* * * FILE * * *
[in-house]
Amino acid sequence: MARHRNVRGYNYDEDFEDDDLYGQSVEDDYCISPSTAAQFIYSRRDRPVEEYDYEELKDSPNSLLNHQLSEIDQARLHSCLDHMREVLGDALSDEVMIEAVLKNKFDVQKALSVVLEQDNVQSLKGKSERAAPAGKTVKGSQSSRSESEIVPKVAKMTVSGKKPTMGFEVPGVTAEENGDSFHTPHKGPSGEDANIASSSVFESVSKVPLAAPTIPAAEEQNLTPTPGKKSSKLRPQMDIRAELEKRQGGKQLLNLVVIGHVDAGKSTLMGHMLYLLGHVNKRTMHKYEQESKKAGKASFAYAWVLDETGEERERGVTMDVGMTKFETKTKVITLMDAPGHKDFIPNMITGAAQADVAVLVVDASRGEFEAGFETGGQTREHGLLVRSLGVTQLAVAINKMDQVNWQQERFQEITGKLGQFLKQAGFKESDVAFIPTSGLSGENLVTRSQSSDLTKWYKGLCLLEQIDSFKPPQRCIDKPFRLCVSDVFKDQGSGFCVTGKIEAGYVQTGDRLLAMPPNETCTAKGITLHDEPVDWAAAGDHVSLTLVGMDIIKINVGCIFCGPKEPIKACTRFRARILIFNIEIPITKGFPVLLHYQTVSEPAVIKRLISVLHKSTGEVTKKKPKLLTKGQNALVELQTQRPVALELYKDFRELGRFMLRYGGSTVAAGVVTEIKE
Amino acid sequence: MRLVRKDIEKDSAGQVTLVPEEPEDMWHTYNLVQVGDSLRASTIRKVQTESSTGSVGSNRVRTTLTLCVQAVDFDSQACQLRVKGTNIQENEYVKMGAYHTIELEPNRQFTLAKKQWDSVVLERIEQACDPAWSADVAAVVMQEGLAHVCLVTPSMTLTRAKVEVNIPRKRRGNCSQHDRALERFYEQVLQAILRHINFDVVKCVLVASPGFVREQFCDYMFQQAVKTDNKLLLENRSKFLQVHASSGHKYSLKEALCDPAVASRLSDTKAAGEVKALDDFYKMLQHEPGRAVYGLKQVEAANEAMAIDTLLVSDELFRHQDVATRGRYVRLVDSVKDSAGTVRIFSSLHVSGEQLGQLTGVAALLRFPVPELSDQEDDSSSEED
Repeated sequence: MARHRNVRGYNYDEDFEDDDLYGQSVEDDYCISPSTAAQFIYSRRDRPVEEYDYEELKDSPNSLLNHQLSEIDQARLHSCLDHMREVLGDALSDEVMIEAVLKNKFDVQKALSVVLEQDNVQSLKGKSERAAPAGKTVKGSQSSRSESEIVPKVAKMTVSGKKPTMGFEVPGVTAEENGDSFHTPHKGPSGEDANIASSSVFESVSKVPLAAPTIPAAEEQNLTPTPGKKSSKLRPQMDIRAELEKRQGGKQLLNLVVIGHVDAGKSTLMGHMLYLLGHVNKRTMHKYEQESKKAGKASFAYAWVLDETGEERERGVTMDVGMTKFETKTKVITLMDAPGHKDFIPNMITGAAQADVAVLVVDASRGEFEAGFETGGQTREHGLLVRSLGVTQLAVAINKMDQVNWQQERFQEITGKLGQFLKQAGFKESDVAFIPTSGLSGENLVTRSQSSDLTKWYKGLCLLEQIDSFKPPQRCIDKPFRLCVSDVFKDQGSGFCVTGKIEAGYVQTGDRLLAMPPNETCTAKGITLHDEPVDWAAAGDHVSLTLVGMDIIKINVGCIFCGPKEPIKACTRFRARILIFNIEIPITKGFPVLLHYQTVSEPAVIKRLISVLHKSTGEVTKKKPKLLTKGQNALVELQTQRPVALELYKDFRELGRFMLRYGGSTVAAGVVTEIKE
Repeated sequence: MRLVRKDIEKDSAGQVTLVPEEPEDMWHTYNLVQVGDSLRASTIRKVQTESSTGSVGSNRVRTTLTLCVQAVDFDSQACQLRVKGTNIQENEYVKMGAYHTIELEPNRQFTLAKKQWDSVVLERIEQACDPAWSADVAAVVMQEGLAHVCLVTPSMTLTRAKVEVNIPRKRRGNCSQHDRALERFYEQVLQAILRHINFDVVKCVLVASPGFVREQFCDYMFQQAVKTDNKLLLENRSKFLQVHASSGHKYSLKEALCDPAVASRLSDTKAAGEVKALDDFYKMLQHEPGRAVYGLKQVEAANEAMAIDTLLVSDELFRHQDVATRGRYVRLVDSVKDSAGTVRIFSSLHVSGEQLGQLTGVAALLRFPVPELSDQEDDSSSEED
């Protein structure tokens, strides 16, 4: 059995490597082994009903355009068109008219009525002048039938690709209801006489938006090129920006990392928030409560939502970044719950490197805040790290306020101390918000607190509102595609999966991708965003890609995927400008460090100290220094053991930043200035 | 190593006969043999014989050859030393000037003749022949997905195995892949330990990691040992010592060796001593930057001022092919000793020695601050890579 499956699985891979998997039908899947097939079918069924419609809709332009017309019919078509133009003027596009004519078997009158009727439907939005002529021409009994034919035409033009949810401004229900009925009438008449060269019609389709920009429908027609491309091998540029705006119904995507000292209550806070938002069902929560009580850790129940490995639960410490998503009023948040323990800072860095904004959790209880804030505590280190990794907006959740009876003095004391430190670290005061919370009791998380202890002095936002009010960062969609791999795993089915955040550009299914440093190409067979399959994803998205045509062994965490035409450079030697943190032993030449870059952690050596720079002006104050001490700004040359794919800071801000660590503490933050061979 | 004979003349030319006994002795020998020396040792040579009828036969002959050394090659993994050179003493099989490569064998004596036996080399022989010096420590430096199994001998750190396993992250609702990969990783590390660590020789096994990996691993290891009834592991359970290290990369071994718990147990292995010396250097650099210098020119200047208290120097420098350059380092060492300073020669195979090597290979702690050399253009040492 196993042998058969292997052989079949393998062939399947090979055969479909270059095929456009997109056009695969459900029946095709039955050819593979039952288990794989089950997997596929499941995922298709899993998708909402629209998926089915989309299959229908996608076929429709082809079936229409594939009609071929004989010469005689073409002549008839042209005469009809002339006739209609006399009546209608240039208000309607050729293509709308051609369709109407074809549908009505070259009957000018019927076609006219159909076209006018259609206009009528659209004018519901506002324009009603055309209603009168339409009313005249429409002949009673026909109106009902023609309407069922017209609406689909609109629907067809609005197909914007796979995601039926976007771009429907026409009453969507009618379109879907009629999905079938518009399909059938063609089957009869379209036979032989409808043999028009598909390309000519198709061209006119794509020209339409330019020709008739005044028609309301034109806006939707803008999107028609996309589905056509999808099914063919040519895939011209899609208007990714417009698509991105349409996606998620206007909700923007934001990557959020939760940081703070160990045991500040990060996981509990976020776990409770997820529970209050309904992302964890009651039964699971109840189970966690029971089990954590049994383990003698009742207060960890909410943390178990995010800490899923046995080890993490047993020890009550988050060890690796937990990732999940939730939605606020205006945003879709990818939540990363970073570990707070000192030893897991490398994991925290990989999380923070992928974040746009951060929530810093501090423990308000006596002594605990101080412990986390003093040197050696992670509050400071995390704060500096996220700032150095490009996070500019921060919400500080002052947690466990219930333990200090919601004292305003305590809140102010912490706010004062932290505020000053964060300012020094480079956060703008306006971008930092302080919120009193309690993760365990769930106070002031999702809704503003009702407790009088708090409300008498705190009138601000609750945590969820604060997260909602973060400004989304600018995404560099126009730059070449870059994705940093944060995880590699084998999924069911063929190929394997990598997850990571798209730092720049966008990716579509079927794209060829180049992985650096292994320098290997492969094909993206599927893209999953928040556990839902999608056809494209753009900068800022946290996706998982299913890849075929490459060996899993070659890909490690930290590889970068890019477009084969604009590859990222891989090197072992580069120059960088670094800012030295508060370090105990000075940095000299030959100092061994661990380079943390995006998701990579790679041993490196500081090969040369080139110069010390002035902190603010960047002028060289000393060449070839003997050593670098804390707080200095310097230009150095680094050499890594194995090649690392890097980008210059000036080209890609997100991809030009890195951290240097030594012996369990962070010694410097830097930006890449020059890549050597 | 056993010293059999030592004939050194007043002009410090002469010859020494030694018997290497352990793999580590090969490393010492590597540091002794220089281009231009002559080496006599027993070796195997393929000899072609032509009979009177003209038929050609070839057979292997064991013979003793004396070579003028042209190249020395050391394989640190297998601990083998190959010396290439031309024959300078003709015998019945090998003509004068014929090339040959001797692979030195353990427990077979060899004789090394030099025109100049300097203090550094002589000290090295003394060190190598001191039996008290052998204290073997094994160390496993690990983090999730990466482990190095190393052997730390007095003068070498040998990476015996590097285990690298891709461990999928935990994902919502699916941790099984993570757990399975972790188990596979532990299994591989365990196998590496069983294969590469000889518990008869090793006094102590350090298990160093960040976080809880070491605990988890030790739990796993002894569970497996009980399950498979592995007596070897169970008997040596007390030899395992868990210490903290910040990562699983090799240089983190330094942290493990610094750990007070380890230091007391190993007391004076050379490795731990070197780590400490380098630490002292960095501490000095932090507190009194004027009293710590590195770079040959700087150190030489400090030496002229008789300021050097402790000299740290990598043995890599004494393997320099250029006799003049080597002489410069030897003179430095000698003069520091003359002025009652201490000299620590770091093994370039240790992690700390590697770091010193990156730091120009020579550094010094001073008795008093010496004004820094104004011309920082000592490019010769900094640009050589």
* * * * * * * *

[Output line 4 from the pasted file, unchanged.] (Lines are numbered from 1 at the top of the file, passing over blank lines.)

Repeated sequence: MARHRNVRGYNYDEDFEDDDLYGQSVEDDYCISPSTAAQFIYSRRDRPVEEYDYEELKDSPNSLLNHQLSEIDQARLHSCLDHMREVLGDALSDEVMIEAVLKNKFDVQKALSVVLEQDNVQSLKGKSERAAPAGKTVKGSQSSRSESEIVPKVAKMTVSGKKPTMGFEVPGVTAEENGDSFHTPHKGPSGEDANIASSSVFESVSKVPLAAPTIPAAEEQNLTPTPGKKSSKLRPQMDIRAELEKRQGGKQLLNLVVIGHVDAGKSTLMGHMLYLLGHVNKRTMHKYEQESKKAGKASFAYAWVLDETGEERERGVTMDVGMTKFETKTKVITLMDAPGHKDFIPNMITGAAQADVAVLVVDASRGEFEAGFETGGQTREHGLLVRSLGVTQLAVAINKMDQVNWQQERFQEITGKLGQFLKQAGFKESDVAFIPTSGLSGENLVTRSQSSDLTKWYKGLCLLEQIDSFKPPQRCIDKPFRLCVSDVFKDQGSGFCVTGKIEAGYVQTGDRLLAMPPNETCTAKGITLHDEPVDWAAAGDHVSLTLVGMDIIKINVGCIFCGPKEPIKACTRFRARILIFNIEIPITKGFPVLLHYQTVSEPAVIKRLISVLHKSTGEVTKKKPKLLTKGQNALVELQTQRPVALELYKDFRELGRFMLRYGGSTVAAGVVTEIKE